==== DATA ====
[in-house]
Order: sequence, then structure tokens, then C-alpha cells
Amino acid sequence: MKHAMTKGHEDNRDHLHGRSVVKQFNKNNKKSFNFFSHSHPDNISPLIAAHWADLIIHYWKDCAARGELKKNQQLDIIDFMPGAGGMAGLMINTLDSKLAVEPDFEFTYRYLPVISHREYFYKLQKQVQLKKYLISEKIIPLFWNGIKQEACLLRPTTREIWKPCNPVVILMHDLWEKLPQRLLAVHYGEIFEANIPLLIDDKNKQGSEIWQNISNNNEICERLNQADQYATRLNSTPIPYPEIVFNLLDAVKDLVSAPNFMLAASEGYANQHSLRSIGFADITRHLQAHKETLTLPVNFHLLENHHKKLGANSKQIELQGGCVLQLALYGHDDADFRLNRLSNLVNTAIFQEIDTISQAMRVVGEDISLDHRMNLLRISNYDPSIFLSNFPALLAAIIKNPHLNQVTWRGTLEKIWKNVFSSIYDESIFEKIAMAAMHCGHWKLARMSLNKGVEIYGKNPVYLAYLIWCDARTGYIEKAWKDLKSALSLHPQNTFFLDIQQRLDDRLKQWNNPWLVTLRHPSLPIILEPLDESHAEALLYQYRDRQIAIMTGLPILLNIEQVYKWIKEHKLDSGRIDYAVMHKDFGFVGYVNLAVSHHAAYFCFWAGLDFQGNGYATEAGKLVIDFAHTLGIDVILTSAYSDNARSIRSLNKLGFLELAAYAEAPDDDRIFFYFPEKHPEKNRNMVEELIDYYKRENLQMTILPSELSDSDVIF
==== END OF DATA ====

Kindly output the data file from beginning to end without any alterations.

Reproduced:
[in-house]
Order: sequence, then structure tokens, then C-alpha cells
Amino acid sequence: MKHAMTKGHEDNRDHLHGRSVVKQFNKNNKKSFNFFSHSHPDNISPLIAAHWADLIIHYWKDCAARGELKKNQQLDIIDFMPGAGGMAGLMINTLDSKLAVEPDFEFTYRYLPVISHREYFYKLQKQVQLKKYLISEKIIPLFWNGIKQEACLLRPTTREIWKPCNPVVILMHDLWEKLPQRLLAVHYGEIFEANIPLLIDDKNKQGSEIWQNISNNNEICERLNQADQYATRLNSTPIPYPEIVFNLLDAVKDLVSAPNFMLAASEGYANQHSLRSIGFADITRHLQAHKETLTLPVNFHLLENHHKKLGANSKQIELQGGCVLQLALYGHDDADFRLNRLSNLVNTAIFQEIDTISQAMRVVGEDISLDHRMNLLRISNYDPSIFLSNFPALLAAIIKNPHLNQVTWRGTLEKIWKNVFSSIYDESIFEKIAMAAMHCGHWKLARMSLNKGVEIYGKNPVYLAYLIWCDARTGYIEKAWKDLKSALSLHPQNTFFLDIQQRLDDRLKQWNNPWLVTLRHPSLPIILEPLDESHAEALLYQYRDRQIAIMTGLPILLNIEQVYKWIKEHKLDSGRIDYAVMHKDFGFVGYVNLAVSHHAAYFCFWAGLDFQGNGYATEAGKLVIDFAHTLGIDVILTSAYSDNARSIRSLNKLGFLELAAYAEAPDDDRIFFYFPEKHPEKNRNMVEELIDYYKRENLQMTILPSELSDSDVIF